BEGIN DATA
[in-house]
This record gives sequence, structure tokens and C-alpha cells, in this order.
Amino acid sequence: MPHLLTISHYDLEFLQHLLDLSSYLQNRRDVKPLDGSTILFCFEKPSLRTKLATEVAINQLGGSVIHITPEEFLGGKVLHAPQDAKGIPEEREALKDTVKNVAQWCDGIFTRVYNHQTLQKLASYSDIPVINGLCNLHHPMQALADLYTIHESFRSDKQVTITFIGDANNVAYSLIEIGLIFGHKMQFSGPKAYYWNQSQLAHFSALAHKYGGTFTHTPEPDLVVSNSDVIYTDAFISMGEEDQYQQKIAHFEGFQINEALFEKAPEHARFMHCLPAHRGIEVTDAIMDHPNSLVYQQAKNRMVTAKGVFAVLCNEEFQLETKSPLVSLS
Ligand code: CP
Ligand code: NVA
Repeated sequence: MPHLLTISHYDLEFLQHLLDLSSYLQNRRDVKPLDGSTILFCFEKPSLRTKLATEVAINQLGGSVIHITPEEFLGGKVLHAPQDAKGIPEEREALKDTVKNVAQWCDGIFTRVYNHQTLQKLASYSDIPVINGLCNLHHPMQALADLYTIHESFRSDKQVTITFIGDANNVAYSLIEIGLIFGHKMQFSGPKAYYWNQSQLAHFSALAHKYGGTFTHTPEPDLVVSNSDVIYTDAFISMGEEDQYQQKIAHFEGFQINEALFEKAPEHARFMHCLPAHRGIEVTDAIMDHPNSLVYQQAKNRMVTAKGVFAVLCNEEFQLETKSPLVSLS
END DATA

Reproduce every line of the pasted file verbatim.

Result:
[in-house]
This record gives sequence, structure tokens and C-alpha cells, in this order.
Amino acid sequence: MPHLLTISHYDLEFLQHLLDLSSYLQNRRDVKPLDGSTILFCFEKPSLRTKLATEVAINQLGGSVIHITPEEFLGGKVLHAPQDAKGIPEEREALKDTVKNVAQWCDGIFTRVYNHQTLQKLASYSDIPVINGLCNLHHPMQALADLYTIHESFRSDKQVTITFIGDANNVAYSLIEIGLIFGHKMQFSGPKAYYWNQSQLAHFSALAHKYGGTFTHTPEPDLVVSNSDVIYTDAFISMGEEDQYQQKIAHFEGFQINEALFEKAPEHARFMHCLPAHRGIEVTDAIMDHPNSLVYQQAKNRMVTAKGVFAVLCNEEFQLETKSPLVSLS
Ligand code: CP
Ligand code: NVA
Repeated sequence: MPHLLTISHYDLEFLQHLLDLSSYLQNRRDVKPLDGSTILFCFEKPSLRTKLATEVAINQLGGSVIHITPEEFLGGKVLHAPQDAKGIPEEREALKDTVKNVAQWCDGIFTRVYNHQTLQKLASYSDIPVINGLCNLHHPMQALADLYTIHESFRSDKQVTITFIGDANNVAYSLIEIGLIFGHKMQFSGPKAYYWNQSQLAHFSALAHKYGGTFTHTPEPDLVVSNSDVIYTDAFISMGEEDQYQQKIAHFEGFQINEALFEKAPEHARFMHCLPAHRGIEVTDAIMDHPNSLVYQQAKNRMVTAKGVFAVLCNEEFQLETKSPLVSLS